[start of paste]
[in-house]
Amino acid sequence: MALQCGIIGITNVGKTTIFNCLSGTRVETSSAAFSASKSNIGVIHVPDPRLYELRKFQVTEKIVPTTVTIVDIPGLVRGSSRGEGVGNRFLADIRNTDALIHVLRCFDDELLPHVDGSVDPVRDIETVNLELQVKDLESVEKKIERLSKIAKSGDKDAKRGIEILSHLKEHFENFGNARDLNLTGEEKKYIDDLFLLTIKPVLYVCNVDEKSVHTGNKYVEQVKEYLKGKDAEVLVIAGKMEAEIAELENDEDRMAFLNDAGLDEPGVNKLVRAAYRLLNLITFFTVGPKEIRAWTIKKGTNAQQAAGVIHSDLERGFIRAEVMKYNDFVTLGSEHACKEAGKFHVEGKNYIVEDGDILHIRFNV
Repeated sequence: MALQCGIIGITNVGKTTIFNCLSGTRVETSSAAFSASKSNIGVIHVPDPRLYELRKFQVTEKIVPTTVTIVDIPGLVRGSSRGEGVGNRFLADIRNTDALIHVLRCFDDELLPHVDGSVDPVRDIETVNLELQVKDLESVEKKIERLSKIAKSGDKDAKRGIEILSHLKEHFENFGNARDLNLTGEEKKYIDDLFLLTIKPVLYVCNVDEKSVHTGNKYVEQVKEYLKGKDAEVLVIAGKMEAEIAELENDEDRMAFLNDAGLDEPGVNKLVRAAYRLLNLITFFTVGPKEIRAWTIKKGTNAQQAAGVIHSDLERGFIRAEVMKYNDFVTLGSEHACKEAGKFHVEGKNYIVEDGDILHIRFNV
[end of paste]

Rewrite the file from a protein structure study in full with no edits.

[in-house]
Amino acid sequence: MALQCGIIGITNVGKTTIFNCLSGTRVETSSAAFSASKSNIGVIHVPDPRLYELRKFQVTEKIVPTTVTIVDIPGLVRGSSRGEGVGNRFLADIRNTDALIHVLRCFDDELLPHVDGSVDPVRDIETVNLELQVKDLESVEKKIERLSKIAKSGDKDAKRGIEILSHLKEHFENFGNARDLNLTGEEKKYIDDLFLLTIKPVLYVCNVDEKSVHTGNKYVEQVKEYLKGKDAEVLVIAGKMEAEIAELENDEDRMAFLNDAGLDEPGVNKLVRAAYRLLNLITFFTVGPKEIRAWTIKKGTNAQQAAGVIHSDLERGFIRAEVMKYNDFVTLGSEHACKEAGKFHVEGKNYIVEDGDILHIRFNV
Repeated sequence: MALQCGIIGITNVGKTTIFNCLSGTRVETSSAAFSASKSNIGVIHVPDPRLYELRKFQVTEKIVPTTVTIVDIPGLVRGSSRGEGVGNRFLADIRNTDALIHVLRCFDDELLPHVDGSVDPVRDIETVNLELQVKDLESVEKKIERLSKIAKSGDKDAKRGIEILSHLKEHFENFGNARDLNLTGEEKKYIDDLFLLTIKPVLYVCNVDEKSVHTGNKYVEQVKEYLKGKDAEVLVIAGKMEAEIAELENDEDRMAFLNDAGLDEPGVNKLVRAAYRLLNLITFFTVGPKEIRAWTIKKGTNAQQAAGVIHSDLERGFIRAEVMKYNDFVTLGSEHACKEAGKFHVEGKNYIVEDGDILHIRFNV